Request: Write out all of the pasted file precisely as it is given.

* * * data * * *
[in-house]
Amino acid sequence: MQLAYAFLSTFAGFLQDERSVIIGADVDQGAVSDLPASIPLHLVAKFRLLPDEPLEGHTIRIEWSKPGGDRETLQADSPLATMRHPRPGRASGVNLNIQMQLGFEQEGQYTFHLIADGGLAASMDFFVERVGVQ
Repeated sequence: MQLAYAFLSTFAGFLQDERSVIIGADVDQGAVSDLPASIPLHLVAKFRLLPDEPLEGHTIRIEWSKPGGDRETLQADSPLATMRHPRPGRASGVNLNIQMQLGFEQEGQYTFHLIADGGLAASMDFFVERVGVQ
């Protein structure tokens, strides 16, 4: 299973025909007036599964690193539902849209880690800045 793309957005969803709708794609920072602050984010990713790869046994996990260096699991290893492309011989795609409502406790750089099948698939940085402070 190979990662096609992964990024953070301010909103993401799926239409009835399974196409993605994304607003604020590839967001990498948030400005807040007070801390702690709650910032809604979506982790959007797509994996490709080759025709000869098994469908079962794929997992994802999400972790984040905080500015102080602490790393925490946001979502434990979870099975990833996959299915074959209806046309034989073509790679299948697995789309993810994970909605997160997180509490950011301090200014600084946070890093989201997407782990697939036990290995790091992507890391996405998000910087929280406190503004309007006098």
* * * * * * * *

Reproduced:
[in-house]
Amino acid sequence: MQLAYAFLSTFAGFLQDERSVIIGADVDQGAVSDLPASIPLHLVAKFRLLPDEPLEGHTIRIEWSKPGGDRETLQADSPLATMRHPRPGRASGVNLNIQMQLGFEQEGQYTFHLIADGGLAASMDFFVERVGVQ
Repeated sequence: MQLAYAFLSTFAGFLQDERSVIIGADVDQGAVSDLPASIPLHLVAKFRLLPDEPLEGHTIRIEWSKPGGDRETLQADSPLATMRHPRPGRASGVNLNIQMQLGFEQEGQYTFHLIADGGLAASMDFFVERVGVQ
């Protein structure tokens, strides 16, 4: 299973025909007036599964690193539902849209880690800045 793309957005969803709708794609920072602050984010990713790869046994996990260096699991290893492309011989795609409502406790750089099948698939940085402070 190979990662096609992964990024953070301010909103993401799926239409009835399974196409993605994304607003604020590839967001990498948030400005807040007070801390702690709650910032809604979506982790959007797509994996490709080759025709000869098994469908079962794929997992994802999400972790984040905080500015102080602490790393925490946001979502434990979870099975990833996959299915074959209806046309034989073509790679299948697995789309993810994970909605997160997180509490950011301090200014600084946070890093989201997407782990697939036990290995790091992507890391996405998000910087929280406190503004309007006098």